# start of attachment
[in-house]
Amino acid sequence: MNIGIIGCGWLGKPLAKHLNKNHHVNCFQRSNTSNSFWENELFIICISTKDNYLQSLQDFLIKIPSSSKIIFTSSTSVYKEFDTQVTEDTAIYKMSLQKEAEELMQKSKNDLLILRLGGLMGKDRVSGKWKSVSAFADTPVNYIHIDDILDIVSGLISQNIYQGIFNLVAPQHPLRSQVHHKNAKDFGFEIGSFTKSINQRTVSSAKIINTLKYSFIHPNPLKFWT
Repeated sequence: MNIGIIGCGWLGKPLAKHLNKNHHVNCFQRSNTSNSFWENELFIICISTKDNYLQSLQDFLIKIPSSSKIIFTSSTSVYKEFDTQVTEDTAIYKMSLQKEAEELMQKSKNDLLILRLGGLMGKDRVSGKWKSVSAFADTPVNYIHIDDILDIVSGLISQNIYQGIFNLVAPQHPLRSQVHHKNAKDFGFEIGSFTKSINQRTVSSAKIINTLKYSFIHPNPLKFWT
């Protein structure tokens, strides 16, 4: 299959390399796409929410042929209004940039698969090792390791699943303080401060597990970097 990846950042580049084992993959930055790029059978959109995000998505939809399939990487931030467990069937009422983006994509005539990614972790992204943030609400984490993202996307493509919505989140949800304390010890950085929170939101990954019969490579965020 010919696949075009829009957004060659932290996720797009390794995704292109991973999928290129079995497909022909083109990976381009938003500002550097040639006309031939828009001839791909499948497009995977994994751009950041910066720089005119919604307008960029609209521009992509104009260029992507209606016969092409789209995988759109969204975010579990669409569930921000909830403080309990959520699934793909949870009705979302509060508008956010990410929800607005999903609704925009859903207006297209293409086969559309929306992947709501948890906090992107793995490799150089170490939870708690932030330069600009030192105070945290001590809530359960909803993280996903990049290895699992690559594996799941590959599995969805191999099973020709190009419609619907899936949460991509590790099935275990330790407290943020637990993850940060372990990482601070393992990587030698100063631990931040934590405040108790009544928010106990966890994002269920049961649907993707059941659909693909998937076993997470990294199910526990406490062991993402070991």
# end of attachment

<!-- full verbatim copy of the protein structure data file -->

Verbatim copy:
[in-house]
Amino acid sequence: MNIGIIGCGWLGKPLAKHLNKNHHVNCFQRSNTSNSFWENELFIICISTKDNYLQSLQDFLIKIPSSSKIIFTSSTSVYKEFDTQVTEDTAIYKMSLQKEAEELMQKSKNDLLILRLGGLMGKDRVSGKWKSVSAFADTPVNYIHIDDILDIVSGLISQNIYQGIFNLVAPQHPLRSQVHHKNAKDFGFEIGSFTKSINQRTVSSAKIINTLKYSFIHPNPLKFWT
Repeated sequence: MNIGIIGCGWLGKPLAKHLNKNHHVNCFQRSNTSNSFWENELFIICISTKDNYLQSLQDFLIKIPSSSKIIFTSSTSVYKEFDTQVTEDTAIYKMSLQKEAEELMQKSKNDLLILRLGGLMGKDRVSGKWKSVSAFADTPVNYIHIDDILDIVSGLISQNIYQGIFNLVAPQHPLRSQVHHKNAKDFGFEIGSFTKSINQRTVSSAKIINTLKYSFIHPNPLKFWT
């Protein structure tokens, strides 16, 4: 299959390399796409929410042929209004940039698969090792390791699943303080401060597990970097 990846950042580049084992993959930055790029059978959109995000998505939809399939990487931030467990069937009422983006994509005539990614972790992204943030609400984490993202996307493509919505989140949800304390010890950085929170939101990954019969490579965020 010919696949075009829009957004060659932290996720797009390794995704292109991973999928290129079995497909022909083109990976381009938003500002550097040639006309031939828009001839791909499948497009995977994994751009950041910066720089005119919604307008960029609209521009992509104009260029992507209606016969092409789209995988759109969204975010579990669409569930921000909830403080309990959520699934793909949870009705979302509060508008956010990410929800607005999903609704925009859903207006297209293409086969559309929306992947709501948890906090992107793995490799150089170490939870708690932030330069600009030192105070945290001590809530359960909803993280996903990049290895699992690559594996799941590959599995969805191999099973020709190009419609619907899936949460991509590790099935275990330790407290943020637990993850940060372990990482601070393992990587030698100063631990931040934590405040108790009544928010106990966890994002269920049961649907993707059941659909693909998937076993997470990294199910526990406490062991993402070991």